Barry Finegold is the issues-candidate who's above the partisan fray. Jamie Eldridge is the straight-talking progressive. And Jim Miceli is the conservative most in touch with the district.
The way the candidates want you to think of them is an important part of campaign strategy. With about three weeks to go before election day in the 5th Congressional District race, the question now is which candidate's persona is resonating most with voters.
A recent WBZ-TV 4 poll showed Tsongas with the support of 38 percent of those surveyed, 22 points ahead of her nearest rival, Lowell City Councilor Eileen Donoghue. All of Tsongas' opponents in the race, however, say polls showing her ahead are flawed and that they believe the race is considerably closer.
Mary Anne Marsh, a Democratic strategist, said Tsongas' poll performance demonstrates that the way her campaign has framed her is working - so far.
"The reality is Niki Tsongas' campaign was able to define the race first," Marsh said. "And they defined it to its advantage before others could define the race or her; and it's a strategy that every campaign wants."
Tsongas was able to do that in part by references, explicit and tacit, to her late husband, Paul Tsongas, who held the 5th District seat in the 1970s. But she also was able to very early on roll out a series of endorsements, from local politicians and national women's groups, that gave her the front-runner veneer early on.
She also was quick to tout fundraising totals that showed people were willing to invest in her.
"She was able to reinforce (the front-runner) perception with fundraising and advertising," Marsh said. "That's the big difference."
Donoghue, the Lowell city councilor, spent the early days of her campaign talking up her experience as an elected official. She rolled out extensive policy proposals.
But that has changed in recent weeks as Donoghue has worked to sharpen her message. Buoyed by internal polls suggesting that the race is between Tsongas and Donoghue, Donoghue has stressed her qualifications.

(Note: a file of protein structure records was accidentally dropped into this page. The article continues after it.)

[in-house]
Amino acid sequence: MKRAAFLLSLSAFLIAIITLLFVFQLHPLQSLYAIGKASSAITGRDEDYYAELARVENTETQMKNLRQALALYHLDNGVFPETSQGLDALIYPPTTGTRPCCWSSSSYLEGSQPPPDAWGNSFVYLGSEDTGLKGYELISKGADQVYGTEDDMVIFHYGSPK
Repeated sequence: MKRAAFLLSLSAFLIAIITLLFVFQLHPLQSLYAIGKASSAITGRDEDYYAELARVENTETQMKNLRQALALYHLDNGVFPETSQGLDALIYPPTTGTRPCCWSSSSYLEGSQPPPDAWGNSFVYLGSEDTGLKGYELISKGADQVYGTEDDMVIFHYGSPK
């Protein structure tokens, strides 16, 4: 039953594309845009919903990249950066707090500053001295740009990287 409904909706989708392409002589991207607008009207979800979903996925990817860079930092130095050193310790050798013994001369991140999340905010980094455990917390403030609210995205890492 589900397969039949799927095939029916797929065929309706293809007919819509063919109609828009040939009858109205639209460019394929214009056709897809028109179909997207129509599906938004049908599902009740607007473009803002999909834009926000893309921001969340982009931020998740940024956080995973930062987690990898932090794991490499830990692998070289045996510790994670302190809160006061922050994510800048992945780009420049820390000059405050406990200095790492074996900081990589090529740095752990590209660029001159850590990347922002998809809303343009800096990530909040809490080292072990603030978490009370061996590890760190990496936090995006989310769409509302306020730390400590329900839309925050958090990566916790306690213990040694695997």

A recent Donoghue mailing appears to be from Tsongas. It asks, "Does experience have a last name? Yes, and that name is Donoghue."
Scott Ferson, a Donoghue spokesman, acknowledged the campaign's message has become more pointed and that it is directed at Tsongas. He said that is normal as a race nears the finish line.
"The campaign has evolved to legitimately point out those (different) experiences," Ferson said. "It's clear to us this has evolved into a two-person race with stark contrasts in experience."
Finegold, meantime, has focused his attention on churning out policy papers and concentrating on talking issues. While some of his exchanges in debates have been critical of his opponents, Finegold has sought to focus on what he wants to do and not attacking his rivals.
Speaking after a Lawrence debate, Finegold said that was the sort of campaign he wants to run. His manager, David Riordan, affirmed that in a recent interview.
"It's the person Barry is," Riordan said. "It's the kind of campaign he wanted to run, on issues and ideas and not partisan bickering."
Indeed, all of the campaigns say their candidates aren't embracing these ways of presenting themselves as part of a campaign strategy. They say the candidates are just being themselves.
That may be part true. Marsh said campaigns do work to develop their candidate's personalities. But it is the real personality that eventually shines through, she said.
That's how the Eldridge campaign explains its candidate's performance at the race's first televised debate. At the Aug. 9 New England Cable News debate, Eldridge proposed increasing the federal gasoline tax by at least 10 cents per gallon, a proposal his candidates jumped on.
Eldridge has said making fossil fuels more expensive for large users, like SUV owners, will lead to conservation and not hurt middle-class families. Jeremy Wade, Eldridge's manager, said the Acton Democrat's positions aren't calculated.
"With a candidate like Jamie, it's clear where he stands," Wade said. "The type of voter (he appeals to) seeks change: people that want to see someone go down there and stand up for progressive values and not be afraid to say so."
Similarly, Wilmington Rep. James Miceli has joked at forums about being seated to the right of his rivals. And he's taken positions that seem tailor-made for more conservative parts of the district. At last week's WCVB-TV debate, Miceli said Congress should reverse the "anchor baby" provision that allows people here illegally to give birth to children who become U.S. citizens.
Recent polls suggest it's Tsongas' race to lose. Dick Howe, register of deeds for Northern Middlesex County, has blogged on the race from the start. He said Tsongas' move to quickly be perceived as the front-runner could backfire.
"I've talked to women who resent she's been anointed the front-runner by the women's groups when there's another woman in the race," Howe said. "Inevitability, 'I'm the front-runner' has the potential of boomeranging."